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TIFF: Flying into Toronto; Eastern Promises

TIFF: Flying into Toronto; Eastern Promises

It’s nuts to take a 7 AM flight; it means nobody gets any sleep. But I was not the only industryite flying Air Canada early Saturday morning.

Catherine Keener was heading to Toronto to perform promo chores on Sean Penn’s survival tale Into the Wild, which built good buzz out of Telluride. Bill Maher slept soundly in the row ahead of me; he’s joining director Larry Charles (Borat) to talk up their documentary Religulous, in which Maher interviews various folks around the world about God and religion. Ziggy Kozlowski and Rebecca Fischer of Block/Korenbrot PR sat behind me with a hunky young actor from Paul Haggis’s anti-Iraq pic In the Valley of Elah, Jake McLauglin. Warner’s exec Kevin McCormick was thrilled that Brad Pitt won Best Actor out of Venice for The Assassination of Jesse James. (Lust, Caution grabbed the big prize.) Does it help? It can’t hurt. Jesse James debuted in Toronto Saturday night. (Here’s the Toronto Star review.) Brad Pitt and George Clooney did back to back press conferences Saturday.

At the press check-in at the Sutton Hotel, Toronto chum Martin Knelman offered me a ticket for the gala screening of David Cronenberg’s Eastern Promises. So I changed into a proper suit at my digs at the tres chic Hotel Le Germain, which is just two blocks from Roy Thomson Hall.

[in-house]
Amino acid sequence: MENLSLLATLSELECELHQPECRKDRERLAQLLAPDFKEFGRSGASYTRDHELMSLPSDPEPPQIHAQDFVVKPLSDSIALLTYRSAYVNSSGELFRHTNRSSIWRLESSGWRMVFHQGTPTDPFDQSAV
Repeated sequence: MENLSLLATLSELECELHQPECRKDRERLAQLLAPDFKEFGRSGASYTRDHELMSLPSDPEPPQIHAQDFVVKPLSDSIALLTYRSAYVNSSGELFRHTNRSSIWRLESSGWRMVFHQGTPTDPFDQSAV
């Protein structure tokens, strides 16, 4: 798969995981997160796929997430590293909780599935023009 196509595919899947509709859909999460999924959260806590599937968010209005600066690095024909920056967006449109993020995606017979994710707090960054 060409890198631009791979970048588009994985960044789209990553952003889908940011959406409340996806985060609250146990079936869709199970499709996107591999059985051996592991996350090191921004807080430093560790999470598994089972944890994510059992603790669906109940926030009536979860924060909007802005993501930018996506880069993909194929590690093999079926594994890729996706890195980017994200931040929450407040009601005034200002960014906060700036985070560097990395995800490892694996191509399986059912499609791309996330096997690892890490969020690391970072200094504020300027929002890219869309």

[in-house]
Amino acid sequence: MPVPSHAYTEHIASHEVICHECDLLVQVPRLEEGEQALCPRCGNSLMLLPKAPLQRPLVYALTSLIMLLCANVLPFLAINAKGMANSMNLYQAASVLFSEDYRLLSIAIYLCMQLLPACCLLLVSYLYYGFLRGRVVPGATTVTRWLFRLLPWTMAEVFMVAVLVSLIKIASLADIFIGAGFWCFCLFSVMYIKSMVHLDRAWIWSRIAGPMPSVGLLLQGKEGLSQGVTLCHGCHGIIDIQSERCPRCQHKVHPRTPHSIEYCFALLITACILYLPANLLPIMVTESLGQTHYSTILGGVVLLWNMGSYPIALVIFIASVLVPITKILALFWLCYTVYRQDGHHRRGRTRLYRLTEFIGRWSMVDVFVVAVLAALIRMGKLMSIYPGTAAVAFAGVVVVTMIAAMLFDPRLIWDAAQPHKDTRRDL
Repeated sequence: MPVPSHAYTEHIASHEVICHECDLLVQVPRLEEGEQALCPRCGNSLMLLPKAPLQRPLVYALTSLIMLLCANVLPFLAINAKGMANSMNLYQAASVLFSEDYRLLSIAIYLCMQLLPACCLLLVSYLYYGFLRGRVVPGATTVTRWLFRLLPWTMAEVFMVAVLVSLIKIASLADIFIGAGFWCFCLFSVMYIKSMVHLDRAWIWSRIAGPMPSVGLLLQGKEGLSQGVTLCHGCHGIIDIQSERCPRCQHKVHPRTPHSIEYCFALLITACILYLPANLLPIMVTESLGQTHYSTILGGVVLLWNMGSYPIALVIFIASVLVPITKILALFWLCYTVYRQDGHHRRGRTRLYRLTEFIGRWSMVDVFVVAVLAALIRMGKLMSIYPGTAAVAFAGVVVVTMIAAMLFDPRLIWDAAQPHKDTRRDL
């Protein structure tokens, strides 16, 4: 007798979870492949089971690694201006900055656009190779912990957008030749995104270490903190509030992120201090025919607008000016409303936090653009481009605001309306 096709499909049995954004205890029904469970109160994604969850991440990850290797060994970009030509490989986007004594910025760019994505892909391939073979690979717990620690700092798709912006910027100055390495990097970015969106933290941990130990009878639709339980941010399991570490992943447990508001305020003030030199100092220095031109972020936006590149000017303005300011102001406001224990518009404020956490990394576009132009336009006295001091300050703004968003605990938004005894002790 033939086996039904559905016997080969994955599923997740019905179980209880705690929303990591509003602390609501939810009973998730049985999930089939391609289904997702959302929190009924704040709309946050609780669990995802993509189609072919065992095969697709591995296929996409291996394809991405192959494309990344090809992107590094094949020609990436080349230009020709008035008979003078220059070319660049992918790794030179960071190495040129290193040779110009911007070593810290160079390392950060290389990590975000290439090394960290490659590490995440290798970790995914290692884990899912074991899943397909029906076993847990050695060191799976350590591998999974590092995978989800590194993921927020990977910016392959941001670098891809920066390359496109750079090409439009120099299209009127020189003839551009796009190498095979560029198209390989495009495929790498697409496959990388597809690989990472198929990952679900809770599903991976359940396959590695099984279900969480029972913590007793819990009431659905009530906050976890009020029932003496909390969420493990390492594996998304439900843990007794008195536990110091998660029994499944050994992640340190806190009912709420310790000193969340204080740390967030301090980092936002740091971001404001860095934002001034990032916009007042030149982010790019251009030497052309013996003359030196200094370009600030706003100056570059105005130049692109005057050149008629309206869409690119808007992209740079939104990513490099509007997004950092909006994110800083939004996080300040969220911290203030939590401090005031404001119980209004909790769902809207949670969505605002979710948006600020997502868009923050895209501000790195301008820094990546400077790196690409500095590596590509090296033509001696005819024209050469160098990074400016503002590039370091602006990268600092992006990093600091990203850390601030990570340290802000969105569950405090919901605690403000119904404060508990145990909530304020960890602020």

Cronenberg kissed each cast member on the stage, from Vincent Cassel and Naomi Watts to Viggo Mortensen. They all give strong performances, along with Armin Muhler-Stahl, but Mortensen dominates in a charismatic star turn in this tonally dark Grand Guignol tale about the London Russian mafia. There’s humor, and in-your-face violence–there’s a brilliant set piece set in a steam bath where Mortensen, whose lean muscled body is covered with tattoos, fights to the death with no clothes on. But I’m a tad tired of Cassel playing the same old the feckless drunkard lout. Todd McCarthy raves.

This is yet another movie about people trying to hang on to their humanity and morality in the face of a darkly corrupt world. And it’s another case, like Michael Clayton or The Brave One (two films generating widely divergent responses) where the movie keeps the audience guessing as to the morality of its central character. Eastern Promises is more complex and challenging than Cronenberg’s A History of Violence, which I thought was perfect, so Focus can’t be expecting enormous want-to-see on this. Hope I’m wrong.

The annual Sony sit-down dinner at the Cumberland courtyard is always a civilized way to catch up with friends and meet new people–last year I fell in love with The Lives of Others Star Ulrich Muhe, who is no longer with us. This year Sony celebrates their record nine movies here. Scribe-turned-director Robin Swicord confessed to some opening night jitters ahead of The Jane Austen Book Club’s public premiere Sunday night; producer John Calley and husband Nick Kazan offered support, along with cast members Kathy Baker, Jimmy Smits, Amy Brenneman, Maggie Grace and Kevin Zegers. The movie should play well for women who read.

Listening to Rex Reed talk shop is a hoot. So far he’s high on Foster’s The Brave One and down on Clooney’s Michael Clayton, and absolutely refuses to go see Julie Taymor’s Across the Universe (I talk to Taymor here), on the grounds that she’s a theater, not film director. That POV amazes me. All three films should be checked out, because clearly, everyone reacts to them differently. According to David Poland, the indefatigable Roger Ebert is clocking four or so flicks a day.

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